• Jeremiah Wright, pastor of Trinity United Church of Christ in Chicago, where Obama was a member for two decades, until Wright made controversial statements about the US (which Obama later denounced). It is these late statements of Wright's that the film focuses on, not so much on the 20 years before when Obama was a member of his church. In the film, it's unclear what Wright's specific tone was during that earlier time, thus unclear what influence Obama chose to remain under.
  • Bill Ayers, co-founder many years ago of Weather Underground, a revolutionary group with ideas of overthrowing the US government. However, analysis by Snopes indicates that the association between Ayers and Obama was not much beyond acquaintance.

As these examples illustrate, 2016: Obama's America does disservice to some of its reasonable points by not closely enough investigating, and perhaps simply glossing over, points that need further backing. Other points might have been (but weren't) investigated, including this, which Obama records in his book: He relates that, while visiting Kenya with his sister, Auma, and having tourists given better service at a restaurant, his feelings were that the tourists — "Germans, Japanese, British, Americans" — were "an encroachment, somehow; [and] their innocence vaguely insulting." These seem to be feelings that would have resonated with his father's anti-colonialist views.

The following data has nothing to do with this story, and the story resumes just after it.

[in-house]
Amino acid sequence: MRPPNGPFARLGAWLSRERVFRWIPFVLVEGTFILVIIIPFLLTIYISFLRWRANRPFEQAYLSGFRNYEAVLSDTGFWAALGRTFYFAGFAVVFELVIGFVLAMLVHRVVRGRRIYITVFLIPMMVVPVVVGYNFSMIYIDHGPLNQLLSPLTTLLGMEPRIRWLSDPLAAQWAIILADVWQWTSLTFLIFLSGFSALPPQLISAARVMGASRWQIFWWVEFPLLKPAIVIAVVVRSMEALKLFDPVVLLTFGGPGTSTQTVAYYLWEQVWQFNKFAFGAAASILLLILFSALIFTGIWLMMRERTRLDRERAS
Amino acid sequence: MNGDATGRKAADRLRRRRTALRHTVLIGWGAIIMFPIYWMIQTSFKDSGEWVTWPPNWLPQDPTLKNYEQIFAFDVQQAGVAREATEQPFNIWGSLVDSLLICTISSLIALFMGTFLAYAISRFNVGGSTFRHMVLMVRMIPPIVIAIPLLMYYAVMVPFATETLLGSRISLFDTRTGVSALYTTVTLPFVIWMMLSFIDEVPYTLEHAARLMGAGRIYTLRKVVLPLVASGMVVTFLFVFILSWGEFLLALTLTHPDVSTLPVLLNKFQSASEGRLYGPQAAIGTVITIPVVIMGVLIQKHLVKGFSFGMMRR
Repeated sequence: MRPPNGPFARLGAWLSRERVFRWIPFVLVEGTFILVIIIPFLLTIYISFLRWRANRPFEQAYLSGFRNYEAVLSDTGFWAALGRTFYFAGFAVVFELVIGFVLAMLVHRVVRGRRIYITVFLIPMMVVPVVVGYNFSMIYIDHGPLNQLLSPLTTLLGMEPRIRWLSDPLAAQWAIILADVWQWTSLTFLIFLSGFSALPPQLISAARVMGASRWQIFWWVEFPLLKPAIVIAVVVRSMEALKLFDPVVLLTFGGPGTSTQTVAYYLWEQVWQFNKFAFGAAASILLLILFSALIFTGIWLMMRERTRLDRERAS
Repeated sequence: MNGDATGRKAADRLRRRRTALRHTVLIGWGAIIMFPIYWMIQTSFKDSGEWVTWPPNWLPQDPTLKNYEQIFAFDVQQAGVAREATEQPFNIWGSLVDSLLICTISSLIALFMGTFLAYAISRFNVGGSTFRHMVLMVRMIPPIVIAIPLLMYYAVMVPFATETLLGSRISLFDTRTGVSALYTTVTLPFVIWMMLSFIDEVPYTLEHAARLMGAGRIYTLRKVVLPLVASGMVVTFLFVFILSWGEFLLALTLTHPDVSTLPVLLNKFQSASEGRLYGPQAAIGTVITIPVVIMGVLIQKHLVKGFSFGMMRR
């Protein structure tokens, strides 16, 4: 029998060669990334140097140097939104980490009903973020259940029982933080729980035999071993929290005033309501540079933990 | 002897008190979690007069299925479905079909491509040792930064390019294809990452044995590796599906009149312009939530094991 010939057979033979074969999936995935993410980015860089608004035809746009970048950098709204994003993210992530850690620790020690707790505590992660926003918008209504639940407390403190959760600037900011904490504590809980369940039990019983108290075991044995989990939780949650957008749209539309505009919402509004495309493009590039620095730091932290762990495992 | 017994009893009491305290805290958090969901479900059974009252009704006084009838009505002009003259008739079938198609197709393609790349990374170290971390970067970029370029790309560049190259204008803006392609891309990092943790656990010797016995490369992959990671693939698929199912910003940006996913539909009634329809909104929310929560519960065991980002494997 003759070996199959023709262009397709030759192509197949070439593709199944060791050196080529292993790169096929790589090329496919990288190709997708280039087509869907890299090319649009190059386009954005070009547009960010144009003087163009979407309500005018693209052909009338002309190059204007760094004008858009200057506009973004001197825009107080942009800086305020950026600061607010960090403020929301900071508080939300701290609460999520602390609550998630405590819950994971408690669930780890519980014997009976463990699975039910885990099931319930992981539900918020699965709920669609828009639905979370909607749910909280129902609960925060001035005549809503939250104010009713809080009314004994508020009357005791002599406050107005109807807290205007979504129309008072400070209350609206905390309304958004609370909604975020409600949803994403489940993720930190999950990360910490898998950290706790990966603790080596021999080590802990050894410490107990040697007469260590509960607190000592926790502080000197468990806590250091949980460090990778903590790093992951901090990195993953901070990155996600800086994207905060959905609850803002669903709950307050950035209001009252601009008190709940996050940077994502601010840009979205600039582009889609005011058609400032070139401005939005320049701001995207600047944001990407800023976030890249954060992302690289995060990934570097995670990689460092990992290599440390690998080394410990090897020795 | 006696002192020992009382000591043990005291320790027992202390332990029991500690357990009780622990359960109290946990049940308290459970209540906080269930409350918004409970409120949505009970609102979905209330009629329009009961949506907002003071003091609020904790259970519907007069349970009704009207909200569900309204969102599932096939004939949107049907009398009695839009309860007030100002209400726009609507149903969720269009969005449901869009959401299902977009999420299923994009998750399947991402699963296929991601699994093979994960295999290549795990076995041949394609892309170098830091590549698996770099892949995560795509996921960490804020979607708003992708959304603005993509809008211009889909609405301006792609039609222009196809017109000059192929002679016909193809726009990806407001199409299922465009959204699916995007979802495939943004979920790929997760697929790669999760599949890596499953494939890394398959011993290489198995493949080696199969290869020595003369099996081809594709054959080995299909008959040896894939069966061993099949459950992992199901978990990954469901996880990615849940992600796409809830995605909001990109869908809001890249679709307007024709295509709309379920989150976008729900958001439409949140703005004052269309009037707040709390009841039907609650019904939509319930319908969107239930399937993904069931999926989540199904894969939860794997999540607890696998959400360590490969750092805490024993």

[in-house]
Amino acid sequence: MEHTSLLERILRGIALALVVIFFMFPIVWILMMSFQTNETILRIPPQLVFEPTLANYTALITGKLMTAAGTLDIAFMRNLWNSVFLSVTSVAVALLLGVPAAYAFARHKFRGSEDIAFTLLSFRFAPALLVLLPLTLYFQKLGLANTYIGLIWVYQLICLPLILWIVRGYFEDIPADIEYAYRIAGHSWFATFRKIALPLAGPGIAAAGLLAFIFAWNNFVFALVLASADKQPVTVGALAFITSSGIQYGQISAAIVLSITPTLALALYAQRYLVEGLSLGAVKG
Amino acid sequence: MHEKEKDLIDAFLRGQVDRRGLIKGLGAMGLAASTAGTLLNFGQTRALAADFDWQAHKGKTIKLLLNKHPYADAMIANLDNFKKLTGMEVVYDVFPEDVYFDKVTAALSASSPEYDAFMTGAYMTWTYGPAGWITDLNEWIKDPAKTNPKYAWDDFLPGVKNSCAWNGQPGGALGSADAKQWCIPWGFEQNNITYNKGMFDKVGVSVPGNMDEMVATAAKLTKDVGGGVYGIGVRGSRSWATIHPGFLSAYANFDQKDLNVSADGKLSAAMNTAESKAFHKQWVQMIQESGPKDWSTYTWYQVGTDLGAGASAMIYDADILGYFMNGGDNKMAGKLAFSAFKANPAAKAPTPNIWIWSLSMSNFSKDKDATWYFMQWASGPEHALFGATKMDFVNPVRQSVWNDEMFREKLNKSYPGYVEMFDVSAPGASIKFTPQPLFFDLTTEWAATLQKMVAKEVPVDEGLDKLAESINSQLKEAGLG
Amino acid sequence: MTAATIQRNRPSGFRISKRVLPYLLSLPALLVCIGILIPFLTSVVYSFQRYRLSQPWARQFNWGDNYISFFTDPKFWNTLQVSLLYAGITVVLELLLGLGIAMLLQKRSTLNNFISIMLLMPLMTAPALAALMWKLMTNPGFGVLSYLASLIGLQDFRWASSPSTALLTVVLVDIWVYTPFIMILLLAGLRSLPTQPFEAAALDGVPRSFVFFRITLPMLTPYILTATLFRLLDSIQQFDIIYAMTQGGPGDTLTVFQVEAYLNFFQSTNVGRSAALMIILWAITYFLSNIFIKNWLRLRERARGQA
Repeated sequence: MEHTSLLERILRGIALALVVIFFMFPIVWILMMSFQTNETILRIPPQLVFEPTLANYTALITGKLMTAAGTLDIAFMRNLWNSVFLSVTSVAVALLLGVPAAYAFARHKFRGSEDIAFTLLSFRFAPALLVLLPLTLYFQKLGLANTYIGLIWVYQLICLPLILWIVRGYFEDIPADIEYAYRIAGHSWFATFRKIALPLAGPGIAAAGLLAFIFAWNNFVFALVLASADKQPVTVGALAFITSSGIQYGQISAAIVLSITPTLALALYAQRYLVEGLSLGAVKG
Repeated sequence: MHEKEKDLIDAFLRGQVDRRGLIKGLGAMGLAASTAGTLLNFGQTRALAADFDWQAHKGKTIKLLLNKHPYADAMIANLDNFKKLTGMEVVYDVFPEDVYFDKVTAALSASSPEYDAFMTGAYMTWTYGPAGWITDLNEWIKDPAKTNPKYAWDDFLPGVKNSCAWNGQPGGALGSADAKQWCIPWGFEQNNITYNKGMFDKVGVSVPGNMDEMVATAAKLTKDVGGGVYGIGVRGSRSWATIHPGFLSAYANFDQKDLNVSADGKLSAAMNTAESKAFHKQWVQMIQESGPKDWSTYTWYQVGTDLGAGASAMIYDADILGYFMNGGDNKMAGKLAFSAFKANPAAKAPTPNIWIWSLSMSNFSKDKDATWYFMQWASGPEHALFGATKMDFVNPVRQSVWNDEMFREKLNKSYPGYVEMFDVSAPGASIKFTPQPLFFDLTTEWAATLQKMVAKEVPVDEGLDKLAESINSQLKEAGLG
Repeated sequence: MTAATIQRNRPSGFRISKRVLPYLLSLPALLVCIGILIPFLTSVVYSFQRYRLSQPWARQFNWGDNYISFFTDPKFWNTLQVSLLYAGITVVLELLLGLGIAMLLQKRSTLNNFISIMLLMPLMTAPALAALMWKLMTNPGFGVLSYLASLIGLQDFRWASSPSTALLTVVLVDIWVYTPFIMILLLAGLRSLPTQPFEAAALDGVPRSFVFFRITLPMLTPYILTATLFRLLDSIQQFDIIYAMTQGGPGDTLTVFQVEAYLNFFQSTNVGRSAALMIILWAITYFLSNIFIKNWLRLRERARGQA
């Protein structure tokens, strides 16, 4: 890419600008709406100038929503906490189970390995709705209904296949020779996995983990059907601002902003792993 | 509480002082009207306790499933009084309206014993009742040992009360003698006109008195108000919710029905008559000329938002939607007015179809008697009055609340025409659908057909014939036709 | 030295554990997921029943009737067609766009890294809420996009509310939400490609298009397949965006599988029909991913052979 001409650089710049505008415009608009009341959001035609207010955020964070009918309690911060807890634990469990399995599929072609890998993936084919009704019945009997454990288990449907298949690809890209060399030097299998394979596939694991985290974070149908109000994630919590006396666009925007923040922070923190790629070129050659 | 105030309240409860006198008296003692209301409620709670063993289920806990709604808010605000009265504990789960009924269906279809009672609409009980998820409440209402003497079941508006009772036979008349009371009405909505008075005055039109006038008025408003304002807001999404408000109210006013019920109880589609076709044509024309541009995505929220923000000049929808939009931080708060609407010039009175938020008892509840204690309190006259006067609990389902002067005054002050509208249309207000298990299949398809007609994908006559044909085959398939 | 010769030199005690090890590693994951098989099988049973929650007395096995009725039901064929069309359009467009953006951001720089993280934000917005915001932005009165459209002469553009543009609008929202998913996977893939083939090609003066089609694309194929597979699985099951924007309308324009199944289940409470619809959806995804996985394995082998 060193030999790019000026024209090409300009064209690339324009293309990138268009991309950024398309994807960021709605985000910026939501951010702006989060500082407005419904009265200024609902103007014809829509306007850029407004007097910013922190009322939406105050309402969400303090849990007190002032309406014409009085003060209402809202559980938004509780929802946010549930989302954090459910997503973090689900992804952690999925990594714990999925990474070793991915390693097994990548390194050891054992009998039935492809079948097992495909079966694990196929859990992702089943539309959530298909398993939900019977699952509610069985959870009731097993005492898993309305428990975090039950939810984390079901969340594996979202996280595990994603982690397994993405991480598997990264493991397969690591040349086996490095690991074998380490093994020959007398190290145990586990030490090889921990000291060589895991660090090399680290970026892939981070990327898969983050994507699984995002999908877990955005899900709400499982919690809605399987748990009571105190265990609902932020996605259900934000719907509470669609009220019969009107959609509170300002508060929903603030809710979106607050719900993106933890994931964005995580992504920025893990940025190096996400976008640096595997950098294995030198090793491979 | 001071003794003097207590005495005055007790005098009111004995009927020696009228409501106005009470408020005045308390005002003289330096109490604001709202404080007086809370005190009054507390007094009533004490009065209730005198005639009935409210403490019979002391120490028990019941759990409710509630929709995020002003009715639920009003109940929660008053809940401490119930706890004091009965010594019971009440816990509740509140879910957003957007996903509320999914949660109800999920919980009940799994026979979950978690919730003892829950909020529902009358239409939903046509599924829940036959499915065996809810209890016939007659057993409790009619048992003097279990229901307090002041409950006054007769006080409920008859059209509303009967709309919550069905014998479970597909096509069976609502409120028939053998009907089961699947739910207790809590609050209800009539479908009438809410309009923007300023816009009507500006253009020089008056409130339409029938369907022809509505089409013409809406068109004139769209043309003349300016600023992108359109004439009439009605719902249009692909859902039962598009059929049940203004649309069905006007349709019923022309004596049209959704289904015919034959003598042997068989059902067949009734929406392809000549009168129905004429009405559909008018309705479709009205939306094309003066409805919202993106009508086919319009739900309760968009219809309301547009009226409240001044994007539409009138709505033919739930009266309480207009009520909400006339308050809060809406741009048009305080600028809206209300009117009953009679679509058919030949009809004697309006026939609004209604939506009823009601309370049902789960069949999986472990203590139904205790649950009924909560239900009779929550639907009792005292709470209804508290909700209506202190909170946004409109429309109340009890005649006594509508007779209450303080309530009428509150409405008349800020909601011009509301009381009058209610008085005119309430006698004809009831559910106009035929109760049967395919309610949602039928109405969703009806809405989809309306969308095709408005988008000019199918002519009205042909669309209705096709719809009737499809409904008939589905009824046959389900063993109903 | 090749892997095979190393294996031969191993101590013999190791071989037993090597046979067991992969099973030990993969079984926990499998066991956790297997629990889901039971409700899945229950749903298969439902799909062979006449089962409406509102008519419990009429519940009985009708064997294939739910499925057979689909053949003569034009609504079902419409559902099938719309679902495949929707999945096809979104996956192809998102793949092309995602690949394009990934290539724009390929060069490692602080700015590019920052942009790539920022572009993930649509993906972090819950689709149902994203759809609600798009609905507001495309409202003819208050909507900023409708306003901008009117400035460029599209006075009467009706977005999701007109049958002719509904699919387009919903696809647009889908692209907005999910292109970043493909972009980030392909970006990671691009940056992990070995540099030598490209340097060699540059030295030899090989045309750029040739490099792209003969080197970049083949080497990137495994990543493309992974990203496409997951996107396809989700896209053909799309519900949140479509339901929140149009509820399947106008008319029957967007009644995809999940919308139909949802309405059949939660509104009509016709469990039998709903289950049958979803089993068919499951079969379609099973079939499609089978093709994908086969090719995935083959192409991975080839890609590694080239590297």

One other note: regarding the associations the film brings out, the Obama campaign chose to neither deny them or comment on them in its rabid denunciation of the film.

On the whole, your time is likely better spent reading D'Souza's books and reading Obama's book (links below), and in researching various Obama issues on your own. The film doesn't bring a consistently strong enough case to the screen to rely on it without going afterwards to investigate it on your own, anyway.

The film has no content to advise audiences of, except perhaps one mild bit of profanity.

  • Director: Dinesh D'Souza & John Sullivan
  • Screenplay: Dinesh D'Souza & John Sullivan, based on books by Dinesh D'Souza
  • Leads: Dinesh D'Souza and various interviewees and others in archive footage
  • Music: Calvin Jones & Greg Kellogg